Growth and Characterization of (InxGa1-x)2O3 Thin Films Grown by Pulsed Laser Deposition
MetadataShow full metadata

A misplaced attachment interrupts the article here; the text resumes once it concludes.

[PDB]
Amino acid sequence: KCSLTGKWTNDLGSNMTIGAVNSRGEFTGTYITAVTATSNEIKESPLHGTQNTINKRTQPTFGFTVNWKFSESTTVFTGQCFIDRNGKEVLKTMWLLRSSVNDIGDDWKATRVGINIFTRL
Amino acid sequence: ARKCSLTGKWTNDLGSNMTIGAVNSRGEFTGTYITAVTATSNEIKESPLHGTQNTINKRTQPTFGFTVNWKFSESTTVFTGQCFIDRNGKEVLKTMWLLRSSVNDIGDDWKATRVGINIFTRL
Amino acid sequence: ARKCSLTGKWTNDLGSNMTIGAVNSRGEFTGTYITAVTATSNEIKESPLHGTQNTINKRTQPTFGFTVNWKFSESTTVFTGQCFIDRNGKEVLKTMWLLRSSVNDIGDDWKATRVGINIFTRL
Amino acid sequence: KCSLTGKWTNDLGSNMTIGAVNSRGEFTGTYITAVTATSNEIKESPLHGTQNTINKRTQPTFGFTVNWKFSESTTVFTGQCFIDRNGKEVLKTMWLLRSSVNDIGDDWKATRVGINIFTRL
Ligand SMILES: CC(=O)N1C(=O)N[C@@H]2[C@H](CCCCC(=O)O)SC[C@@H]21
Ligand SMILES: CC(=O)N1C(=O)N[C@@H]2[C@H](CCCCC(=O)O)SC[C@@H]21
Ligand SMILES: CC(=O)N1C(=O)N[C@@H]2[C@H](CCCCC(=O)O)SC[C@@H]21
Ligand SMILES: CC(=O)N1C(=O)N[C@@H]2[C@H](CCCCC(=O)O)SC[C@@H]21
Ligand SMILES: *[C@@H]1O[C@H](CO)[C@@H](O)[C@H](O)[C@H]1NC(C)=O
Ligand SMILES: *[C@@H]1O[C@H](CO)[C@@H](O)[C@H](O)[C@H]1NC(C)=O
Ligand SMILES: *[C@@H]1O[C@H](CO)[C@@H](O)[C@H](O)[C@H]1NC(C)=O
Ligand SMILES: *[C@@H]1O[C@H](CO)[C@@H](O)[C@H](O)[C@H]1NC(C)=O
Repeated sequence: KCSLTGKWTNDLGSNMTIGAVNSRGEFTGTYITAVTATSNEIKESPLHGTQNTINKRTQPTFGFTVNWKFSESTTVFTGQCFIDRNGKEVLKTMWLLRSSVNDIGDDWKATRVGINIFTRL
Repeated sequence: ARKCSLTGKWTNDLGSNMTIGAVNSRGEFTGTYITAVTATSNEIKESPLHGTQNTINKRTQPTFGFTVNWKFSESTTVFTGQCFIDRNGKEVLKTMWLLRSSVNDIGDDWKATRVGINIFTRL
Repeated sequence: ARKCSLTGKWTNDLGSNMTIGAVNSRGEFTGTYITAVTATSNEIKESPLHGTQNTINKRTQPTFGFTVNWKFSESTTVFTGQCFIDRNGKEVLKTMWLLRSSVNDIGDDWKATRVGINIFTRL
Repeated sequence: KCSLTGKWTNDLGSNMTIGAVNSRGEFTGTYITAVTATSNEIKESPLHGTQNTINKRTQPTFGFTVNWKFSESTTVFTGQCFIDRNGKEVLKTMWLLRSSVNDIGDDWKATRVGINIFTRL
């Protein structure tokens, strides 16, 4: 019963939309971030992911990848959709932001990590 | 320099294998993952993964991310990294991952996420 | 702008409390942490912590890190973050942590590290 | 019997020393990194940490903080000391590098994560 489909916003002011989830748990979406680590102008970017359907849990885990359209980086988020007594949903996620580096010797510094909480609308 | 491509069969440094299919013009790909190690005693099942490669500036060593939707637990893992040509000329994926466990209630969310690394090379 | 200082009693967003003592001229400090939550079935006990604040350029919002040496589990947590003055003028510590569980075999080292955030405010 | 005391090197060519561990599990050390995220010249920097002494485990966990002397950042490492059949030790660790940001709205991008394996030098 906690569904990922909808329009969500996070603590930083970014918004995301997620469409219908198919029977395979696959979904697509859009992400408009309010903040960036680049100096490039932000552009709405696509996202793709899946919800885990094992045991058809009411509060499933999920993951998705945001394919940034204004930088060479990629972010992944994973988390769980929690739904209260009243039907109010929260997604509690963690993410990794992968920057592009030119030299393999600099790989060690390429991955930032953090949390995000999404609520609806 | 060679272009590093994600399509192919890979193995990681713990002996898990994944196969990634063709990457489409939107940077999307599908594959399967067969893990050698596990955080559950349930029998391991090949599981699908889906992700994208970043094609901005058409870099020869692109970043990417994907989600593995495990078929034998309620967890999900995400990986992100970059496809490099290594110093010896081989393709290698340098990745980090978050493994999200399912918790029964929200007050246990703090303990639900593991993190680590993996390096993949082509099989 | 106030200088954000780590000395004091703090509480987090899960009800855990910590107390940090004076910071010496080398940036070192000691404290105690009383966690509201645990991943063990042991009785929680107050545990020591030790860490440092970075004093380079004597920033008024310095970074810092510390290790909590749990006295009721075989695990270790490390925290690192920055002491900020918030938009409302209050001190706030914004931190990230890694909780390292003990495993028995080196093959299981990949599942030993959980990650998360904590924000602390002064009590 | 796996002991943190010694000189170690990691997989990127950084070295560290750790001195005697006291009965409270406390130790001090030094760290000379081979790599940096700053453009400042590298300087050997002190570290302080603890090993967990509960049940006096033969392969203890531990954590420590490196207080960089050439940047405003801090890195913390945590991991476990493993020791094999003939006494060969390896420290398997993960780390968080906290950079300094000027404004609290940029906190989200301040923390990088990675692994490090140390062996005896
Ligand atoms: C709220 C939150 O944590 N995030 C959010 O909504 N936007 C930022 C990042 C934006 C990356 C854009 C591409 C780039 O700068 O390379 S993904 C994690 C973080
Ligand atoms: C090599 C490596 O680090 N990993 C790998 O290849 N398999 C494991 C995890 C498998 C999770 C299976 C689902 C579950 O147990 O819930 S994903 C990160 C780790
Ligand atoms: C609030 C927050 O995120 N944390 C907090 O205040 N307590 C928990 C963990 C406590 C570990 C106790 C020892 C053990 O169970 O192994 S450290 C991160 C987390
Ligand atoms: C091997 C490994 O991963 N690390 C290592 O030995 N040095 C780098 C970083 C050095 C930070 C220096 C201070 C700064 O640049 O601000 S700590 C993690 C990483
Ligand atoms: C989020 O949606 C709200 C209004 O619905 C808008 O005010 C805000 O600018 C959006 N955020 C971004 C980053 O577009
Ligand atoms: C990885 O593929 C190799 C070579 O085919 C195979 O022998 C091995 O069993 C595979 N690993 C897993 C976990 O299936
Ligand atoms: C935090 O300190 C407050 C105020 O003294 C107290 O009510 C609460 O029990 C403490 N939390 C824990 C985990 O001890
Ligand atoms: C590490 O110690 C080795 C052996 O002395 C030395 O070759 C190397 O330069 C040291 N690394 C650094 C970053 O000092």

Silicon has been an important material in the integrated circuit (IC) technology and is a commonly used elemental semiconductor. However, silicon has limitations in its operating voltage, temperature and switching frequency. Furthermore, being an indirect bandgap semiconductor, it is unsuitable for optoelectronic device applications. Wide bandgap semiconductors that include GaN and SiC is being used for power application but their breakdown field is limited. A new generation of power semiconductor devices based on materials having a larger breakdown field will help increase the efficiency of alternative electric energy transmission and generation. Due to its excellent thermal and chemical stability, beta-gallium oxide (β-Ga2O3) is a promising material for high breakdown, high-power devices. It’s large direct bandgap of 4.9 eV is predicted to have a high breakdown electric field of 8 MV/cm for fabricated electronic devices. The large bandgap of β-Ga2O3 makes it transparent from the visible to UV wavelengths and can be alloyed with In2O3 to provide tunable bandgaps. The growth of (InxGa1-x)2O3 with varying indium content (x) on sapphire (0001) substrates using pulsed laser deposition was demonstrated. X-ray diffraction (XRD) measurements revealed an increase in the lattice parameter as In content was increased as expected for an increase in lattice constant. The films were found to exhibit a predominantly monoclinic crystal structure for an In content x=0.1 grown at 650°C with a small amount of polycrystalline cubic structure present. As the indium content increased from x=0.1 to x=0.4, the cubic structure of films became dominant. The optical constants (n, k) were determined using spectroscopic ellipsometry and found to vary with In content x=0.1 to 0.4 ranging between 1.8 to 2 for n while the k values range between 0.0002 to 0.0005 at a wavelength of 632 nm. The small value of k is expected since the bandgap of the material is large. The percentage transmittance of the films is determined by ultraviolet visible spectroscopy with the films exhibiting large transmittance values in the visible region. The extracted bandgap was found to decrease with increase in indium content as expected.